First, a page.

Luis attributes his steady success and positive attitude to various factors: from working long hours, often 12-hour days, and to having his hand in all parts of the operation, from taking care of the cows (ten currently on a pasture off Palm Avenue, to disking the fields (“I love to see the ground all flat and even”), to tending to the steady stream of customers that come by to buy hay. Most of all, he deeply believes in the power of good relationships with customers and landlords, with friends and family who help out and with fellow farmers. Others agree.
“Everyone knows about Luis. He is more than willing to help other farmers, sometimes at his own expense,” says Gino Torlai. “The first time I met him, about four years ago, I had a breakdown with my hay cutter and he helped me out.” Gino is the co-owner of several enterprises, including Coyote Land & Cattle which recently planted 90 acres of walnuts along Santa Teresa, and Fisher Creek Land & Cattle, which recently planted alfalfa (an irrigated, multi-year hay crop) along Laguna Avenue in a property with a good well formerly leased by G&G. Pete Aeillo of Uesugi Farms, adds, “We are grateful for our relationships with the hay growers, like Luis. It’s a good rotation for our vegetable crops.”
There is a lot of competition for agricultural leases in the Coyote Valley, especially for parcels with good wells. Water supply and longer-term leases go hand in hand with investment in higher value, irrigated crops. The valley is dotted with wells that no longer function, but that could potentially be upgraded, assuming it was worthwhile for either a landowner or lease-holder to invest the requisite $50,000 to $80,000. The Fisher’s Bend property is a case in point; the well there currently ‘blows sand’. Luis hopes that a longer-term lease might allow him to retrofit the water supply on the Fisher Bend property.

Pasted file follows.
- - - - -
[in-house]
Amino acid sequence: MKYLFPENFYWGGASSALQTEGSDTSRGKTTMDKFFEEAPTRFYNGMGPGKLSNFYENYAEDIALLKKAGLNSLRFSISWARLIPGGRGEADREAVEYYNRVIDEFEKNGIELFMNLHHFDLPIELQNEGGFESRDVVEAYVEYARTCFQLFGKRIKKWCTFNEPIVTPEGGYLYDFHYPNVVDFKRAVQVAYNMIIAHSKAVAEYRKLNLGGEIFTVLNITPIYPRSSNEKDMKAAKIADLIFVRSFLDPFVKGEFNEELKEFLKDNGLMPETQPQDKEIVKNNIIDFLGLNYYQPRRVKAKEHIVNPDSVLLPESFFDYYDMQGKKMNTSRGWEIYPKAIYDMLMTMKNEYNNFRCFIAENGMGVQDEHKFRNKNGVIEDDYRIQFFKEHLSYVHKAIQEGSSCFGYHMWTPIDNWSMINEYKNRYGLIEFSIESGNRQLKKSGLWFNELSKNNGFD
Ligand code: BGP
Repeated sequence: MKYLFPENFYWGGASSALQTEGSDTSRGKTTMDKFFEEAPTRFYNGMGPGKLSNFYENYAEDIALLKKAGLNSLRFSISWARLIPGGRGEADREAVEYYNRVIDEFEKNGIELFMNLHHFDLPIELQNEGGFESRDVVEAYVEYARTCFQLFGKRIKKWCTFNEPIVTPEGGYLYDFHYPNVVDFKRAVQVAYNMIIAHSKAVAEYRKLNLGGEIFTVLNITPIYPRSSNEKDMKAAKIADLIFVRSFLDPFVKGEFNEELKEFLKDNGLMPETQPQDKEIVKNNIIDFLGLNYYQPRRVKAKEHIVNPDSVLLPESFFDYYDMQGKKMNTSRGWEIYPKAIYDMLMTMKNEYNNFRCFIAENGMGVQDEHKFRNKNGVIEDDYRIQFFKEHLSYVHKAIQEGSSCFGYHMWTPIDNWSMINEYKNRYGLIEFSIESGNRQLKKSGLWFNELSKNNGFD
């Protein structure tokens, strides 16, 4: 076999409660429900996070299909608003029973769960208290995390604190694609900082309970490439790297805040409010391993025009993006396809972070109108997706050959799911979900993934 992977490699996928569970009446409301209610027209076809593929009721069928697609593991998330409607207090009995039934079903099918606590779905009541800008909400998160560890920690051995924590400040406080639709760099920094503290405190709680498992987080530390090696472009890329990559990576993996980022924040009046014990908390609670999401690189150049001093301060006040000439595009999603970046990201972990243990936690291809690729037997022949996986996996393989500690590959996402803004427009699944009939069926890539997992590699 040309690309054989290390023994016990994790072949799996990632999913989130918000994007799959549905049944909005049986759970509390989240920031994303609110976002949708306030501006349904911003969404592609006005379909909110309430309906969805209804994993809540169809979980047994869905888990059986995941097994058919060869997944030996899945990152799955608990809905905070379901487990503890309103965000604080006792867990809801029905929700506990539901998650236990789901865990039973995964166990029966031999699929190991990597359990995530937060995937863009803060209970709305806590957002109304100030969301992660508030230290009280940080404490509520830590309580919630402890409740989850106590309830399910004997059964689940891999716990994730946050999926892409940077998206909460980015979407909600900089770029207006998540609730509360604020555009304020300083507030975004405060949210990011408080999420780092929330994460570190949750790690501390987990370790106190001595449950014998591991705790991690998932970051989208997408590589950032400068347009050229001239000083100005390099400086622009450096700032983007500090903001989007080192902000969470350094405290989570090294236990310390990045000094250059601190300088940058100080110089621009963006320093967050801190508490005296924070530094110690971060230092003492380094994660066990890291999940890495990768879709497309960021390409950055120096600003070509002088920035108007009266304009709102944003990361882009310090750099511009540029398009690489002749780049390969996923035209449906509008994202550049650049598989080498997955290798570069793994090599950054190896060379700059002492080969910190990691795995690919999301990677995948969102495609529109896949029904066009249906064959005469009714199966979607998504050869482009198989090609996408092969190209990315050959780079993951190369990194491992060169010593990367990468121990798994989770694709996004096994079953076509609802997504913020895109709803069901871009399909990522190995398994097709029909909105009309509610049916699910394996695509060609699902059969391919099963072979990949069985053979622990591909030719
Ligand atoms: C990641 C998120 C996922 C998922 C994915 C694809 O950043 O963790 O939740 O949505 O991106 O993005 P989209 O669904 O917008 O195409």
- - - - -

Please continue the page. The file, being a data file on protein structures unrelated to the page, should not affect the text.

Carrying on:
Throughout the Coyote Valley (and indeed the entire Santa Clara Valley), investment in wells Investment in wells (and possibly in a recycled water line), orchard crops, and other infrastructure such as packing facilities, requires assurance that the land will stay in agricultural use, at least for the life of the investment. In turn, that kind of land certainty depends on a feasible, coherent vision for the Coyote Valley as a whole as a mosaic of land uses, including conservation, agriculture, and public access.
POST, OSA, the Water District, and the City of San Jose are variously working toward such as vision. This collaborative effort was re-affirmed by the recent passage of San Jose’s Measure T ‘public safety and infrastructure’ bond which includes funds for acquisition of Coyote Valley lands for flood control, drinking water protection, habitat, and other conservation values. Luis is one of the young, hard-working farmers whose own dreams and goals are an important part of creating the multi-functional landscape for nature, food, and people that is being envisioned.
Luis imagines, once he is growing more food crops, having a little farm stand, perhaps where there used to be one, on the corner of Santa Teresa and Palm Avenue. “I love the idea of more families and kids coming out here, eating fresh food and learning about farming.”
About Protect Coyote Valley
The Protect Coyote Valley campaign is led by Committee for Green Foothills and supported by Greenbelt Alliance, Keep Coyote Creek Beautiful, Santa Clara Valley Audubon Society, Sierra Club Loma Prieta Chapter, SAGE — Sustainable Agriculture Education, and the Land Trust of Santa Clara Valley. It aims to preserve Coyote Valley, San Jose as open space that offers flood-buffering wetlands, an essential wildlife habitat and migratory area, and active farmlands.